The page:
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Inbox: He was protecting the game's most important position

It’s an absolute requirement

GM Brian Gutekunst
GM Brian Gutekunst

Sarah from Neenah, WI

How do you think the Packers will do on Sunday in San Fran?

They plan to be back home before the sun comes up.

Patrick from Oronoco, MN

Hi Mike, looking at the 49ers' scores this year, they've lost every game they fail to score 21 points. What do the Packers D need to do to keep the 49ers below 21?

Tackle well, get a turnover or two, and maybe throw some change-ups on third down.

Bill from Bloomfield Hills, MI

Looking at results this year, it's hard to define what it takes "to beat the Packers." Our last rough streak of the Giants, Bucs and Panthers games seemed more about the Packers not playing effectively as a team rather than what the opponent was doing. Is there a common theme you have seen in our losses that opponents did that kept us from ever getting in sync for the rest of the game? Have we lost any games where you saw a well-played game by the Packers across the board?

That most recent rough streak was all about the opposing QB getting into a rhythm and the Packers not being able to disrupt it. Letting a QB settle in and feel comfortable is a kiss of death. As for your last question, a bit of a non-sequitur, no?

Dan from Cross Plains, WI

Just win the turnover battle, right? Seems so simple each week to point to that suggestion yet hard to accomplish. In the games SF lost this year, Purdy struggled and had multiple turnovers. McCaffrey will get his TD but making Purdy uncomfortable looks to be the key to the game?

Aside from sound tackling on all those weapons in the open field, yes, but getting Purdy uncomfortable requires containing the run to set up difficult third downs, which requires … wait for it … sound tackling.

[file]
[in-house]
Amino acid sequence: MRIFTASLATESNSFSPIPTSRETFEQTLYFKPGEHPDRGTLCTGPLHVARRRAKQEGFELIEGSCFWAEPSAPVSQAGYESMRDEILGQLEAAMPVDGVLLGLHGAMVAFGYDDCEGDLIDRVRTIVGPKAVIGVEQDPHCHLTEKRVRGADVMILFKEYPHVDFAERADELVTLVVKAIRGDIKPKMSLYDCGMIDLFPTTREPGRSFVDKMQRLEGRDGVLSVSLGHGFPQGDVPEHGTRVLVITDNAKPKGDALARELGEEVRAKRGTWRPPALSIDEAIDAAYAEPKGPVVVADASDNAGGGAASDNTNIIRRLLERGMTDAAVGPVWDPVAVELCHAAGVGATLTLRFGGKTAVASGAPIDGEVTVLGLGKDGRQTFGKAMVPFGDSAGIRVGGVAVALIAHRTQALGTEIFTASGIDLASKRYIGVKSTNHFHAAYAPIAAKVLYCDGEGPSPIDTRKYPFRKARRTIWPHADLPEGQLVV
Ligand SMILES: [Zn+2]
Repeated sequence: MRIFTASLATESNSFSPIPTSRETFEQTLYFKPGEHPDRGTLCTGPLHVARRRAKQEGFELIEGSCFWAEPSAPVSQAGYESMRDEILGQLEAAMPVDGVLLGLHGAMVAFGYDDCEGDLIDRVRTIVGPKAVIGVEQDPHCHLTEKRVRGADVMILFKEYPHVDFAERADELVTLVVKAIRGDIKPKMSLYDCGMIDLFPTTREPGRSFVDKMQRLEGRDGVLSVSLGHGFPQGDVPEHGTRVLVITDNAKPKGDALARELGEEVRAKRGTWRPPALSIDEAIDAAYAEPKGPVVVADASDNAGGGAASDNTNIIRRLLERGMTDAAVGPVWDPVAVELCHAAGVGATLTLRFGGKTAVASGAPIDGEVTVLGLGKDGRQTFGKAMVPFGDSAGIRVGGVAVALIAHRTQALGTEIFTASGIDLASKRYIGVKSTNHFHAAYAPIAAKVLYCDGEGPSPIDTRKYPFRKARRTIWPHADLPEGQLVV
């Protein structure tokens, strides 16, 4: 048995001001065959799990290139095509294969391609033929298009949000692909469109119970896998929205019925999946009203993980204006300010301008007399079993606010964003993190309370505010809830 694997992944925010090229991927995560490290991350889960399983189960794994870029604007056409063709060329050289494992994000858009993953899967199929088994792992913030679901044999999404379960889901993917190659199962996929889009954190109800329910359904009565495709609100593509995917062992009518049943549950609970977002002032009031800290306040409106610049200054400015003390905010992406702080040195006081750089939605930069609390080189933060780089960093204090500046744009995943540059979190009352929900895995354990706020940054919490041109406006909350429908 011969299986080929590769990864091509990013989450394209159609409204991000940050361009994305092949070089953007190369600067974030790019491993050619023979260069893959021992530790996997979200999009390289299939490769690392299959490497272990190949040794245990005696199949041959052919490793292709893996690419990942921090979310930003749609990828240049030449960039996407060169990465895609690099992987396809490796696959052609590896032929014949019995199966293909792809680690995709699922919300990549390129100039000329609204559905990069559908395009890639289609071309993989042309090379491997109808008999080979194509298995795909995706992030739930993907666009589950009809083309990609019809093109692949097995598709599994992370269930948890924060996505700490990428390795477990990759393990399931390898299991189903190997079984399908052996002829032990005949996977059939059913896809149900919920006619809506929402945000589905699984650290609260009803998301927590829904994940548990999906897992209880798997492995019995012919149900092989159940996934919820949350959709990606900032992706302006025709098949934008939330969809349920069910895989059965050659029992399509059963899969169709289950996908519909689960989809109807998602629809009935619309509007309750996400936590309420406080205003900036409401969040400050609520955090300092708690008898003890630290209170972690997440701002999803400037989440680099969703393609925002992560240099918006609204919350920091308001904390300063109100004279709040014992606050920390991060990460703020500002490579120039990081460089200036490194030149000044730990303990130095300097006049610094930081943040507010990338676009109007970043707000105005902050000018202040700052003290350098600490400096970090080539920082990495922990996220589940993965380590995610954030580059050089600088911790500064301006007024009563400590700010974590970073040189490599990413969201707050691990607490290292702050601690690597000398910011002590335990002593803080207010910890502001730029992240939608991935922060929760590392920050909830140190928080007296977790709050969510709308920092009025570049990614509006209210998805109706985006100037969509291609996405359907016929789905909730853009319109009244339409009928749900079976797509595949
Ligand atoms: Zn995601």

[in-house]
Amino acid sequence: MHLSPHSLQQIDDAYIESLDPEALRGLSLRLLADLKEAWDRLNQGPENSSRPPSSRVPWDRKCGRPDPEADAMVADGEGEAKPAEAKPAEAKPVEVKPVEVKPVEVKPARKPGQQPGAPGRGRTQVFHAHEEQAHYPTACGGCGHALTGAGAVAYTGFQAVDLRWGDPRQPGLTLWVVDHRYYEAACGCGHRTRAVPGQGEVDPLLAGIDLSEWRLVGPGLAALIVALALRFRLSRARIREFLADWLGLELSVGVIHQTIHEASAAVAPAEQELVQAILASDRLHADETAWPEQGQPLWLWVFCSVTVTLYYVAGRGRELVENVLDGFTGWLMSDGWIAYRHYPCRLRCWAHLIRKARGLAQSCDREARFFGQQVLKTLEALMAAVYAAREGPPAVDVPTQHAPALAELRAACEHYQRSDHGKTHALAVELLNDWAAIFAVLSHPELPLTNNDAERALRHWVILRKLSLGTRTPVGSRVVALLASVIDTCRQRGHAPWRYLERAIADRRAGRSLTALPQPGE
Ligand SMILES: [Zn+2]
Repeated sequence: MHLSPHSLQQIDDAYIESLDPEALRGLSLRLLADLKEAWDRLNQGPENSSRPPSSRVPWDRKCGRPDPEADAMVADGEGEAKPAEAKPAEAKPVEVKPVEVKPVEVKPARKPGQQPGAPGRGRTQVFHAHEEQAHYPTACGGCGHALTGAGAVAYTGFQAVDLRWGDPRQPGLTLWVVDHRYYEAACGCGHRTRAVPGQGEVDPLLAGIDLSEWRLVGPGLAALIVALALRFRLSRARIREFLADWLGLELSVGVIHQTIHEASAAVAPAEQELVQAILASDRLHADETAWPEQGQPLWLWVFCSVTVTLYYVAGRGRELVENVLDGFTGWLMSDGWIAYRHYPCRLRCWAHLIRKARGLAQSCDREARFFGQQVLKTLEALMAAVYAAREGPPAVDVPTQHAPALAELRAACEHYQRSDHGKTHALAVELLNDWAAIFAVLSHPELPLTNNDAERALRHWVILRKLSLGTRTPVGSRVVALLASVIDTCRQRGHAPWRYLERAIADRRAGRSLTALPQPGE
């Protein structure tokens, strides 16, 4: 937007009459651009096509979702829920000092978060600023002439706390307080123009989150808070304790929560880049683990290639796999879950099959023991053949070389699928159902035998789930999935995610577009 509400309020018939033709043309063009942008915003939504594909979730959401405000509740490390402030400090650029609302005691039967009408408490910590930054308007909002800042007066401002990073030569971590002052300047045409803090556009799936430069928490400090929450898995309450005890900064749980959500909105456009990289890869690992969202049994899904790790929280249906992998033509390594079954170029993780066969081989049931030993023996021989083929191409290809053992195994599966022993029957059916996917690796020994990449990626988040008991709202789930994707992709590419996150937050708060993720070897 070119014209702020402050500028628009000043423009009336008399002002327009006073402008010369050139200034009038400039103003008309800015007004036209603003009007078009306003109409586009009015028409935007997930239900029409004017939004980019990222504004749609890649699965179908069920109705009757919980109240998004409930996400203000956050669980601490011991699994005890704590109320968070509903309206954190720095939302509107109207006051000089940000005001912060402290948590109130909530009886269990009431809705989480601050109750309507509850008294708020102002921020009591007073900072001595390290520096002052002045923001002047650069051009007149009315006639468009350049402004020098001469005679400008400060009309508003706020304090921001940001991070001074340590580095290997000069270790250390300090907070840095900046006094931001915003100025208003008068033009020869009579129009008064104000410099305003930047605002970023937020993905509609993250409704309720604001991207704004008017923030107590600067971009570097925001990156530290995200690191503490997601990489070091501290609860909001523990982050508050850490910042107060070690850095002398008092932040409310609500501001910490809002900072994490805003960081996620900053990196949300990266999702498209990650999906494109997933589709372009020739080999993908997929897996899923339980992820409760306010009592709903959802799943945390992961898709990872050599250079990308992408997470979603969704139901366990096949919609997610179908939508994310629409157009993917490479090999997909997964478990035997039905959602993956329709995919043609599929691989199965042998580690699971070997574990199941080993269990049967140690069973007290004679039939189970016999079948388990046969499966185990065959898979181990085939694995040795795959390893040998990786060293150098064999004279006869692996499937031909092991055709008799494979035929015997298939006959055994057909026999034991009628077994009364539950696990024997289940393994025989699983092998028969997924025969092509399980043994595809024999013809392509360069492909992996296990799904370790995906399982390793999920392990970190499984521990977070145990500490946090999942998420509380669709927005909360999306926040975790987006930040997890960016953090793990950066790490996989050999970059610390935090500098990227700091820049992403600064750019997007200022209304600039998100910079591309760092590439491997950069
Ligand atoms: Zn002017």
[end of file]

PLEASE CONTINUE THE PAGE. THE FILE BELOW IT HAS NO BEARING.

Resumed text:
Vince from Atlanta, GA

One of the (many) advantages of the No. 1 seed is having two weeks to prepare for the divisional-round game. I assume the 49ers spent some resources scouting each of the possible opponents. But I doubt the A-team was reviewing the Packers' tape. What goes into the preparation during that first week, and did the Niners lose some of their advantage by having a 7 seed advance?

I'm guessing the Niners spent more time in their off week studying the Packers because Green Bay was the only one of the four possible opponents (Tampa Bay, Philly, L.A. Rams) they didn't play in the regular season.

Al from Tulsa, OK

Mike, we've heard so much about Anders Carlson's strong leg, yet he rarely even gets his kickoffs into the end zone, much less out of it. What's up with that?

I'll direct you to this posting, which includes what Rich Bisaccia had to say on that topic.

Jeff from Vandenberg SFB, CA

I know there's lots of concern with Anders Carlson's missed kicks, but I will be just fine if he goes 6/7 on PATs again on Saturday.

You beat Dan from Concord, NH, to the punch there.

Luke from Holcombe, WI

On a quarterback slide the ball is marked where the QB begins his slide. So shouldn't the play be blown dead on a fake slide? This doesn't seem like it requires a rules change to me, but maybe the league can include it in one of their beloved "emphasis" decisions.

I brought up the discretion to blow the play dead in my mid-week chat. I realize that would limit the jukes a QB could attempt while he's running without risking a whistle, but it should be considered a tradeoff for the protections the rules provide him.

Rich from Grand Rapids, MI

There is a fine line between "matching physicality" against a tough 49ers team and "committing personal fouls" with action after the whistle. Elgton Jenkins has shown the ability to get under the skin of opposing DL (see Donald, Aaron), but our defenders in particular need to be disciplined enough to avoid dumb penalties.


Alan from Green Bay, WI

Does the three-elevation rule for practice-squad players change in the playoffs any?

No limitations on any individual players, but the team limit of two per week still applies.

John from Chicago, IL

With some notable exceptions, the Packers don't seem to have as many "stars" as some of the remaining teams. Do you think that this is more of a case of having a super-talented group of young players who have not yet become stars, or do you think that we're seeing a true team effort (and not just the typical cliché) that could become a model for future success?

I lean toward the former. Whether it's this month yet or further down the road, the world will get to know many of these guys.

Ken from New York, NY